In Obama’s frst year, his adminis­tration opened 53 million acres of offshore land to drilling, an all-time high. Ken Salazar, Secre­tary of the Interior, left the man­agement of MMS largely in the same hands who had participated in the culture of corruption and de­regulation under the Bush adminis­tration. One of the leases that passed through the hands of MMS in that frst year was for BP’s Deepwater Horizon well, which was hastily ap­proved, despite the fact that the ap­plication for the well contained no contingency plans for a blowout. In March of 2010, Obama called for even more expansion of the offshore drilling program. After the Deepwa-ter Horizon well began gushing oil into the Gulf of Mexico, Obama put into place a moratorium on offshore drilling that was not, as Secretary of
Federal Whistleblowers:
Despite the emphasis on secrecy during the eight years of the Bush administration, no one was convicted under that administration for revealing federal secrets to the press. One Defense Department offcial was detained in his home for 10 months for revealing secrets to a Pro-Israeli lobbying group and Scooter Libby was convicted of per­jury for lying about his statements to the press.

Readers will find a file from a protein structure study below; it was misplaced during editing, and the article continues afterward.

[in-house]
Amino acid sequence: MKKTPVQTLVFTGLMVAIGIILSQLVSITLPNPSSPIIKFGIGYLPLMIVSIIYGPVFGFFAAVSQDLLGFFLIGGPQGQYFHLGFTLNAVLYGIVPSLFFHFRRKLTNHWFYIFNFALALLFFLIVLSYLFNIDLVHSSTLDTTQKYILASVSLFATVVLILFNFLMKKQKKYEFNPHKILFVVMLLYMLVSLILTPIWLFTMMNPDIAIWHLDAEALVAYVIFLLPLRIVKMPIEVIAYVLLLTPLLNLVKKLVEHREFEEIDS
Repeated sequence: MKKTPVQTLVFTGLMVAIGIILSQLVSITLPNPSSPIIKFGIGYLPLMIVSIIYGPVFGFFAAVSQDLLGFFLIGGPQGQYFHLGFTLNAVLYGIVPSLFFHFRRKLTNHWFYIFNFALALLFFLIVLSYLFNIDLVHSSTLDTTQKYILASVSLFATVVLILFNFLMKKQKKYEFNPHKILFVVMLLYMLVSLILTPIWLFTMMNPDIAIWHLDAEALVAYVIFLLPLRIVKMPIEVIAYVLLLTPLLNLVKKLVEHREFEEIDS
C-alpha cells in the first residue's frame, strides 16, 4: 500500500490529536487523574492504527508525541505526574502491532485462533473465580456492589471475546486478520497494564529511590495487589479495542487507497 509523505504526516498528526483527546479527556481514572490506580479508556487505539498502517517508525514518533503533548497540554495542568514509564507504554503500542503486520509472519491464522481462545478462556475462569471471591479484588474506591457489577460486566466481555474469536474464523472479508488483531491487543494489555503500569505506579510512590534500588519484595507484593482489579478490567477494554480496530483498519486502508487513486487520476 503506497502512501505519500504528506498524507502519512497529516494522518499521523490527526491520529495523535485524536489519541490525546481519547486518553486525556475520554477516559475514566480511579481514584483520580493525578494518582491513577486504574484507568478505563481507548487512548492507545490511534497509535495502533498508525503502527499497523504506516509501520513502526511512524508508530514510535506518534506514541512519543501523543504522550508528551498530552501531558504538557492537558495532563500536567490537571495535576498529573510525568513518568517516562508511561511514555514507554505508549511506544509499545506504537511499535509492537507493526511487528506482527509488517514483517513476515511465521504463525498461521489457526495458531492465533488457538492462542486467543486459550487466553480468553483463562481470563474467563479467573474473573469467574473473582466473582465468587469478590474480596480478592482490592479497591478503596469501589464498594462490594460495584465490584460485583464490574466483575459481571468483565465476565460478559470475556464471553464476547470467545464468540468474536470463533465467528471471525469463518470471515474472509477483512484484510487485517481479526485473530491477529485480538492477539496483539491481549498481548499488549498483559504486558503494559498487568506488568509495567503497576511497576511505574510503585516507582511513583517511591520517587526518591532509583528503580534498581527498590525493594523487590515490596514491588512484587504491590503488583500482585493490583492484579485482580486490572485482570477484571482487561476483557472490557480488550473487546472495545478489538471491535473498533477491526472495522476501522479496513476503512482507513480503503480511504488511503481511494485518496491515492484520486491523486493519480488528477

In the frst year and a half of the Obama administration, federal whistle-blowers have become a serious target. An NSA leaker was indicted on 10 felony charges. An FBI translator is serving 10 months for leaking information to a blogger; and a military intelligence analyst has been arrested for releasing a video of Americans shooting Iraqi civilians to the website Wikileaks.org.
To read more:
Obama Takes a Hard Line Against Leaks to Press
Use of Private Contractors:
In 2008, President Bush threatened a veto on a defense spending bill, forcing the Sen­ate to remove a provision which would have barred the use of private contractors in in-
terrogations. Because the contractors operate in a legal black hole, accountable to no one, the Senate felt they should not be trusted to act responsibly with detainees. However, in deference to the President, the provision was removed.
the Interior Ken Salazar stated, “a moratorium that will affect production.” The reason it wouldn’t affect production is because it only ended drilling at less than one per­cent of the rigs in the Gulf.
The moratorium has since been struck down.